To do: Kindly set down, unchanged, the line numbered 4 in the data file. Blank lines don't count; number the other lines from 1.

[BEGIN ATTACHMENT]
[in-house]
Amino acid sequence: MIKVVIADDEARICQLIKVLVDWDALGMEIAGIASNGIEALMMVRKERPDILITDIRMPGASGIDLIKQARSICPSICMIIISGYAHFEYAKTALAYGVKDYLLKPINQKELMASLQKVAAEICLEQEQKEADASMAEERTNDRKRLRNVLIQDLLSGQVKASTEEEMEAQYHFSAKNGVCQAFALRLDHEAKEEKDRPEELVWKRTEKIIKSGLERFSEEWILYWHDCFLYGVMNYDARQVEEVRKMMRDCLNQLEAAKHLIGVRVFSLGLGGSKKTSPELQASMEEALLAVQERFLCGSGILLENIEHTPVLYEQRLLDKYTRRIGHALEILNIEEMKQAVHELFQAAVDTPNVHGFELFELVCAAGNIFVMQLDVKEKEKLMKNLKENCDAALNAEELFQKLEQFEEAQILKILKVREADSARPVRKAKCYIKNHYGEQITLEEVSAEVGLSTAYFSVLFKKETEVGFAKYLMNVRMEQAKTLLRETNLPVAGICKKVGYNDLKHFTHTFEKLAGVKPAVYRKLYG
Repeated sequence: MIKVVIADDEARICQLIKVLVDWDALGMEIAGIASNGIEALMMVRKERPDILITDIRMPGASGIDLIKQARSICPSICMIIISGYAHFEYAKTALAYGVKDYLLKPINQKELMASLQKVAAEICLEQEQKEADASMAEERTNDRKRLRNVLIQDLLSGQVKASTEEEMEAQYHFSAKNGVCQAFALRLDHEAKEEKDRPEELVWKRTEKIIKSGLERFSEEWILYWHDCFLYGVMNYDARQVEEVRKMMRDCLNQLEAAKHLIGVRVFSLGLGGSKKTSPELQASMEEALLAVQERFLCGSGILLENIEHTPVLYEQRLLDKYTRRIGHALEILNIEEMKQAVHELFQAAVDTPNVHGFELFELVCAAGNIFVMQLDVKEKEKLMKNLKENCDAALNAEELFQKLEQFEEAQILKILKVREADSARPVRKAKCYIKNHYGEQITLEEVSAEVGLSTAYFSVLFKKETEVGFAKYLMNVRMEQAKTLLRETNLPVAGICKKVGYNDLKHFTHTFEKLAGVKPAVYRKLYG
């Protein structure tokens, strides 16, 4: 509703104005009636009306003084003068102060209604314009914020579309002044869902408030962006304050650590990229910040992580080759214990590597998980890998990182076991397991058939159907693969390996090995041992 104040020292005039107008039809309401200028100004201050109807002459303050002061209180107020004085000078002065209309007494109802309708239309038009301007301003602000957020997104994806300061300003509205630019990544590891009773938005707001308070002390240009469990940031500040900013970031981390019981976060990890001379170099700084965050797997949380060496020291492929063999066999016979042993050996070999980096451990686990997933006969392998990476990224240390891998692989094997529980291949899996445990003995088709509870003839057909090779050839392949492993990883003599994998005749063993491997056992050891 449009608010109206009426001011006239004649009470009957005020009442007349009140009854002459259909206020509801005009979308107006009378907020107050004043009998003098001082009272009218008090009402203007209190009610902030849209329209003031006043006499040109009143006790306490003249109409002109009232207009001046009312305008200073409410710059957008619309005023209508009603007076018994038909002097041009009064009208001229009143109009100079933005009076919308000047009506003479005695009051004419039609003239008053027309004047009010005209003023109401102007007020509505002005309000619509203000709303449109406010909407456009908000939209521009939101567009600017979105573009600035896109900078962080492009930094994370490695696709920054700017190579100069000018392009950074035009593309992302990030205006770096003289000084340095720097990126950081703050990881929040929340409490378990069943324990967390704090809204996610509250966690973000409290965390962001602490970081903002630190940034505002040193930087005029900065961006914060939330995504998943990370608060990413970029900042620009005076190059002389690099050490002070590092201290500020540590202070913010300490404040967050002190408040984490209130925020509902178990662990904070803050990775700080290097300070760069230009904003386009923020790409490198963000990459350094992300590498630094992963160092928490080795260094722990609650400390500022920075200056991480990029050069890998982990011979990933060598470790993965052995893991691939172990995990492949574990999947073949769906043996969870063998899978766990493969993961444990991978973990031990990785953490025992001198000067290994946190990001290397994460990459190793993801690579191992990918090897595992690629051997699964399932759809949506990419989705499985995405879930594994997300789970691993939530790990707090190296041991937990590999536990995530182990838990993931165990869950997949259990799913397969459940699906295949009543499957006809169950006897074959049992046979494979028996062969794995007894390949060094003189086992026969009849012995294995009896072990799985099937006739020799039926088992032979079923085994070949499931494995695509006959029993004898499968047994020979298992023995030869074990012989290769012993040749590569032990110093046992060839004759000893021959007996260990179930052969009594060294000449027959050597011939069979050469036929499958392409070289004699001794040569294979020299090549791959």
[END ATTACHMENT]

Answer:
């Protein structure tokens, strides 16, 4: 509703104005009636009306003084003068102060209604314009914020579309002044869902408030962006304050650590990229910040992580080759214990590597998980890998990182076991397991058939159907693969390996090995041992 104040020292005039107008039809309401200028100004201050109807002459303050002061209180107020004085000078002065209309007494109802309708239309038009301007301003602000957020997104994806300061300003509205630019990544590891009773938005707001308070002390240009469990940031500040900013970031981390019981976060990890001379170099700084965050797997949380060496020291492929063999066999016979042993050996070999980096451990686990997933006969392998990476990224240390891998692989094997529980291949899996445990003995088709509870003839057909090779050839392949492993990883003599994998005749063993491997056992050891 449009608010109206009426001011006239004649009470009957005020009442007349009140009854002459259909206020509801005009979308107006009378907020107050004043009998003098001082009272009218008090009402203007209190009610902030849209329209003031006043006499040109009143006790306490003249109409002109009232207009001046009312305008200073409410710059957008619309005023209508009603007076018994038909002097041009009064009208001229009143109009100079933005009076919308000047009506003479005695009051004419039609003239008053027309004047009010005209003023109401102007007020509505002005309000619509203000709303449109406010909407456009908000939209521009939101567009600017979105573009600035896109900078962080492009930094994370490695696709920054700017190579100069000018392009950074035009593309992302990030205006770096003289000084340095720097990126950081703050990881929040929340409490378990069943324990967390704090809204996610509250966690973000409290965390962001602490970081903002630190940034505002040193930087005029900065961006914060939330995504998943990370608060990413970029900042620009005076190059002389690099050490002070590092201290500020540590202070913010300490404040967050002190408040984490209130925020509902178990662990904070803050990775700080290097300070760069230009904003386009923020790409490198963000990459350094992300590498630094992963160092928490080795260094722990609650400390500022920075200056991480990029050069890998982990011979990933060598470790993965052995893991691939172990995990492949574990999947073949769906043996969870063998899978766990493969993961444990991978973990031990990785953490025992001198000067290994946190990001290397994460990459190793993801690579191992990918090897595992690629051997699964399932759809949506990419989705499985995405879930594994997300789970691993939530790990707090190296041991937990590999536990995530182990838990993931165990869950997949259990799913397969459940699906295949009543499957006809169950006897074959049992046979494979028996062969794995007894390949060094003189086992026969009849012995294995009896072990799985099937006739020799039926088992032979079923085994070949499931494995695509006959029993004898499968047994020979298992023995030869074990012989290769012993040749590569032990110093046992060839004759000893021959007996260990179930052969009594060294000449027959050597011939069979050469036929499958392409070289004699001794040569294979020299090549791959």